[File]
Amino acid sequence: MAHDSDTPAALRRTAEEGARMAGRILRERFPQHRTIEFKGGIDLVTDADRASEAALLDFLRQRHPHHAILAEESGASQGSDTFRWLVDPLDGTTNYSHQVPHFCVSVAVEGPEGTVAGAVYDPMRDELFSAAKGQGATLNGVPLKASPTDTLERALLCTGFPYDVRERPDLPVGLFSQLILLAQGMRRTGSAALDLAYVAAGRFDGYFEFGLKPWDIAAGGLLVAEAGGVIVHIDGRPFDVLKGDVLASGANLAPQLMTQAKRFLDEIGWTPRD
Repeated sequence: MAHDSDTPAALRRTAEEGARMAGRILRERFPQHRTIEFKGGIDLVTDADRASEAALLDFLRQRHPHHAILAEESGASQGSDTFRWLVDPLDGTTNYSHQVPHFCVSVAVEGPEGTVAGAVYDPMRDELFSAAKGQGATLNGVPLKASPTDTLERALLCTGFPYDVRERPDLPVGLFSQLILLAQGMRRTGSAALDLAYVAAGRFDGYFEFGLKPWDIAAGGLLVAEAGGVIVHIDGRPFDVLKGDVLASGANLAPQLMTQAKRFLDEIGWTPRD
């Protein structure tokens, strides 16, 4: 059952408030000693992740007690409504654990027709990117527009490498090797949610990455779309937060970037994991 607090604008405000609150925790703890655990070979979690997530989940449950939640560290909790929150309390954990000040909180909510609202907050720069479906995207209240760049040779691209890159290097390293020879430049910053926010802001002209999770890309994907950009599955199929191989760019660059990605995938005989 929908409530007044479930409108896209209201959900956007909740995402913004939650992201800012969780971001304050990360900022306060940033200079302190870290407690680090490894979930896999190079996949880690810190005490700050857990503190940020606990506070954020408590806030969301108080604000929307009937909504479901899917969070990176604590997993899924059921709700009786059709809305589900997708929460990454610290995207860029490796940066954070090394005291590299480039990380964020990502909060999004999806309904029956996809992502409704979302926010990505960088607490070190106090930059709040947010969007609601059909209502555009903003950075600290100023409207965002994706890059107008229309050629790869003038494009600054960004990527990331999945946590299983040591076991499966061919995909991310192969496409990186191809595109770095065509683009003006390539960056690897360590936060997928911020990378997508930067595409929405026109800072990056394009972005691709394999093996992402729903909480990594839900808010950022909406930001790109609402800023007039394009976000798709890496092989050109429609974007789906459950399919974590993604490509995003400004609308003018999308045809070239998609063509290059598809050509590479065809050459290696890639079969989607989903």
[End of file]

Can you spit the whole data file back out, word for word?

Amino acid sequence: MAHDSDTPAALRRTAEEGARMAGRILRERFPQHRTIEFKGGIDLVTDADRASEAALLDFLRQRHPHHAILAEESGASQGSDTFRWLVDPLDGTTNYSHQVPHFCVSVAVEGPEGTVAGAVYDPMRDELFSAAKGQGATLNGVPLKASPTDTLERALLCTGFPYDVRERPDLPVGLFSQLILLAQGMRRTGSAALDLAYVAAGRFDGYFEFGLKPWDIAAGGLLVAEAGGVIVHIDGRPFDVLKGDVLASGANLAPQLMTQAKRFLDEIGWTPRD
Repeated sequence: MAHDSDTPAALRRTAEEGARMAGRILRERFPQHRTIEFKGGIDLVTDADRASEAALLDFLRQRHPHHAILAEESGASQGSDTFRWLVDPLDGTTNYSHQVPHFCVSVAVEGPEGTVAGAVYDPMRDELFSAAKGQGATLNGVPLKASPTDTLERALLCTGFPYDVRERPDLPVGLFSQLILLAQGMRRTGSAALDLAYVAAGRFDGYFEFGLKPWDIAAGGLLVAEAGGVIVHIDGRPFDVLKGDVLASGANLAPQLMTQAKRFLDEIGWTPRD
């Protein structure tokens, strides 16, 4: 059952408030000693992740007690409504654990027709990117527009490498090797949610990455779309937060970037994991 607090604008405000609150925790703890655990070979979690997530989940449950939640560290909790929150309390954990000040909180909510609202907050720069479906995207209240760049040779691209890159290097390293020879430049910053926010802001002209999770890309994907950009599955199929191989760019660059990605995938005989 929908409530007044479930409108896209209201959900956007909740995402913004939650992201800012969780971001304050990360900022306060940033200079302190870290407690680090490894979930896999190079996949880690810190005490700050857990503190940020606990506070954020408590806030969301108080604000929307009937909504479901899917969070990176604590997993899924059921709700009786059709809305589900997708929460990454610290995207860029490796940066954070090394005291590299480039990380964020990502909060999004999806309904029956996809992502409704979302926010990505960088607490070190106090930059709040947010969007609601059909209502555009903003950075600290100023409207965002994706890059107008229309050629790869003038494009600054960004990527990331999945946590299983040591076991499966061919995909991310192969496409990186191809595109770095065509683009003006390539960056690897360590936060997928911020990378997508930067595409929405026109800072990056394009972005691709394999093996992402729903909480990594839900808010950022909406930001790109609402800023007039394009976000798709890496092989050109429609974007789906459950399919974590993604490509995003400004609308003018999308045809070239998609063509290059598809050509590479065809050459290696890639079969989607989903």